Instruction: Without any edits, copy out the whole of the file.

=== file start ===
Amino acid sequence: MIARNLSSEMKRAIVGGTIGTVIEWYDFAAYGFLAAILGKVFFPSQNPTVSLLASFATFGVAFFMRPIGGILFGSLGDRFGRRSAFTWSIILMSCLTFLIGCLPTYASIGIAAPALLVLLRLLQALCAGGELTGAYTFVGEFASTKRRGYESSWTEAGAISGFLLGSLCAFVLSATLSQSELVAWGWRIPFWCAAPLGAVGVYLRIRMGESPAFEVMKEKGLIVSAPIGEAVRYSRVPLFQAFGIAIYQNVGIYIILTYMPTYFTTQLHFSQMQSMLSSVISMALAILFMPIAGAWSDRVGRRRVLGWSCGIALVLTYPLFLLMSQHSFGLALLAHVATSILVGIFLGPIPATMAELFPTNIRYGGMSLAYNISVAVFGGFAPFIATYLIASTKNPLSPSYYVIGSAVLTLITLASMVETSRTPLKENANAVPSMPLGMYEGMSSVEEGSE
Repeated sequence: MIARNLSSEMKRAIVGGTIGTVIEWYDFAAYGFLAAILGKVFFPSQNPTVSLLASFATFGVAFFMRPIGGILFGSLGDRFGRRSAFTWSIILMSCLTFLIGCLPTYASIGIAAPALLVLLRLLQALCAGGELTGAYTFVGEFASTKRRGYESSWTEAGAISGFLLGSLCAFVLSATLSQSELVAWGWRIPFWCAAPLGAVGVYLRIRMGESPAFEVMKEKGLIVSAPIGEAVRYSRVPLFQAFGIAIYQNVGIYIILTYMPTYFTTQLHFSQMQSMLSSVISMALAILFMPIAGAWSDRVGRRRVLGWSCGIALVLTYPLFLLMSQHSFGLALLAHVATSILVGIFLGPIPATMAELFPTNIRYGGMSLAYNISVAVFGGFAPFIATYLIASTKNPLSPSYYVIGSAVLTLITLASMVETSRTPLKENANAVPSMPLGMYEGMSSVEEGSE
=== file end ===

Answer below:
Amino acid sequence: MIARNLSSEMKRAIVGGTIGTVIEWYDFAAYGFLAAILGKVFFPSQNPTVSLLASFATFGVAFFMRPIGGILFGSLGDRFGRRSAFTWSIILMSCLTFLIGCLPTYASIGIAAPALLVLLRLLQALCAGGELTGAYTFVGEFASTKRRGYESSWTEAGAISGFLLGSLCAFVLSATLSQSELVAWGWRIPFWCAAPLGAVGVYLRIRMGESPAFEVMKEKGLIVSAPIGEAVRYSRVPLFQAFGIAIYQNVGIYIILTYMPTYFTTQLHFSQMQSMLSSVISMALAILFMPIAGAWSDRVGRRRVLGWSCGIALVLTYPLFLLMSQHSFGLALLAHVATSILVGIFLGPIPATMAELFPTNIRYGGMSLAYNISVAVFGGFAPFIATYLIASTKNPLSPSYYVIGSAVLTLITLASMVETSRTPLKENANAVPSMPLGMYEGMSSVEEGSE
Repeated sequence: MIARNLSSEMKRAIVGGTIGTVIEWYDFAAYGFLAAILGKVFFPSQNPTVSLLASFATFGVAFFMRPIGGILFGSLGDRFGRRSAFTWSIILMSCLTFLIGCLPTYASIGIAAPALLVLLRLLQALCAGGELTGAYTFVGEFASTKRRGYESSWTEAGAISGFLLGSLCAFVLSATLSQSELVAWGWRIPFWCAAPLGAVGVYLRIRMGESPAFEVMKEKGLIVSAPIGEAVRYSRVPLFQAFGIAIYQNVGIYIILTYMPTYFTTQLHFSQMQSMLSSVISMALAILFMPIAGAWSDRVGRRRVLGWSCGIALVLTYPLFLLMSQHSFGLALLAHVATSILVGIFLGPIPATMAELFPTNIRYGGMSLAYNISVAVFGGFAPFIATYLIASTKNPLSPSYYVIGSAVLTLITLASMVETSRTPLKENANAVPSMPLGMYEGMSSVEEGSE